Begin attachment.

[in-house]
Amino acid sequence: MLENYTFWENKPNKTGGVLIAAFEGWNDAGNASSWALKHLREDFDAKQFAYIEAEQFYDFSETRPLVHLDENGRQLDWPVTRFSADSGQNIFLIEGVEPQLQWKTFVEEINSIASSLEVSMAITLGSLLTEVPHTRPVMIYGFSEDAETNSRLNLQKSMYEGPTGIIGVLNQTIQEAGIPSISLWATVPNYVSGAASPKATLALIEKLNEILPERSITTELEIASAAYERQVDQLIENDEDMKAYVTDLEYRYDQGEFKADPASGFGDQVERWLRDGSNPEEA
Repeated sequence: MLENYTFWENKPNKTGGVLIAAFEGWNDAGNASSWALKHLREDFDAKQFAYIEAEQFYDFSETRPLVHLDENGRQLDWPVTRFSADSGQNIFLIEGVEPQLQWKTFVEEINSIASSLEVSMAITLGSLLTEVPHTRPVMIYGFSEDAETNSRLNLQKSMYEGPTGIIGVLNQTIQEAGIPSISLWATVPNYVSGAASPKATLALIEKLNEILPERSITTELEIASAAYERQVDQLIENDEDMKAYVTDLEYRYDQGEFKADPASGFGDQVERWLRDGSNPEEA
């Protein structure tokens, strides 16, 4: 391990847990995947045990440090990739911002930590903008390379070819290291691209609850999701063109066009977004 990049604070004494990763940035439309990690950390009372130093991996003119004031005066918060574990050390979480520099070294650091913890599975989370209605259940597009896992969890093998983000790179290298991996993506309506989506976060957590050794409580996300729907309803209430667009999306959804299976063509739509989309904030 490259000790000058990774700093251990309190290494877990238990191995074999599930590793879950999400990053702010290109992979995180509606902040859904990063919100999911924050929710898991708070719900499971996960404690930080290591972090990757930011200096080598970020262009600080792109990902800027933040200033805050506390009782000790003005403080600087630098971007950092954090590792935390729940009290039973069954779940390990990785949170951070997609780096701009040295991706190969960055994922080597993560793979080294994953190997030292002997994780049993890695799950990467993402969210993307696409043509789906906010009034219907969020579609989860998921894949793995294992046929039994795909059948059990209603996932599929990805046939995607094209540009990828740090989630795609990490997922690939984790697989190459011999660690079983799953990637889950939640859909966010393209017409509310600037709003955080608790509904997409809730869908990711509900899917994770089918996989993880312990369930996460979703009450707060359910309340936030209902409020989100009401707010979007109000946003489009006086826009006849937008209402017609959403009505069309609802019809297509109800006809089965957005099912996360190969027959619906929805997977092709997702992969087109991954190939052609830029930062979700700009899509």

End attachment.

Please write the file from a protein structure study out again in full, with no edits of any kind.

[in-house]
Amino acid sequence: MLENYTFWENKPNKTGGVLIAAFEGWNDAGNASSWALKHLREDFDAKQFAYIEAEQFYDFSETRPLVHLDENGRQLDWPVTRFSADSGQNIFLIEGVEPQLQWKTFVEEINSIASSLEVSMAITLGSLLTEVPHTRPVMIYGFSEDAETNSRLNLQKSMYEGPTGIIGVLNQTIQEAGIPSISLWATVPNYVSGAASPKATLALIEKLNEILPERSITTELEIASAAYERQVDQLIENDEDMKAYVTDLEYRYDQGEFKADPASGFGDQVERWLRDGSNPEEA
Repeated sequence: MLENYTFWENKPNKTGGVLIAAFEGWNDAGNASSWALKHLREDFDAKQFAYIEAEQFYDFSETRPLVHLDENGRQLDWPVTRFSADSGQNIFLIEGVEPQLQWKTFVEEINSIASSLEVSMAITLGSLLTEVPHTRPVMIYGFSEDAETNSRLNLQKSMYEGPTGIIGVLNQTIQEAGIPSISLWATVPNYVSGAASPKATLALIEKLNEILPERSITTELEIASAAYERQVDQLIENDEDMKAYVTDLEYRYDQGEFKADPASGFGDQVERWLRDGSNPEEA
């Protein structure tokens, strides 16, 4: 391990847990995947045990440090990739911002930590903008390379070819290291691209609850999701063109066009977004 990049604070004494990763940035439309990690950390009372130093991996003119004031005066918060574990050390979480520099070294650091913890599975989370209605259940597009896992969890093998983000790179290298991996993506309506989506976060957590050794409580996300729907309803209430667009999306959804299976063509739509989309904030 490259000790000058990774700093251990309190290494877990238990191995074999599930590793879950999400990053702010290109992979995180509606902040859904990063919100999911924050929710898991708070719900499971996960404690930080290591972090990757930011200096080598970020262009600080792109990902800027933040200033805050506390009782000790003005403080600087630098971007950092954090590792935390729940009290039973069954779940390990990785949170951070997609780096701009040295991706190969960055994922080597993560793979080294994953190997030292002997994780049993890695799950990467993402969210993307696409043509789906906010009034219907969020579609989860998921894949793995294992046929039994795909059948059990209603996932599929990805046939995607094209540009990828740090989630795609990490997922690939984790697989190459011999660690079983799953990637889950939640859909966010393209017409509310600037709003955080608790509904997409809730869908990711509900899917994770089918996989993880312990369930996460979703009450707060359910309340936030209902409020989100009401707010979007109000946003489009006086826009006849937008209402017609959403009505069309609802019809297509109800006809089965957005099912996360190969027959619906929805997977092709997702992969087109991954190939052609830029930062979700700009899509």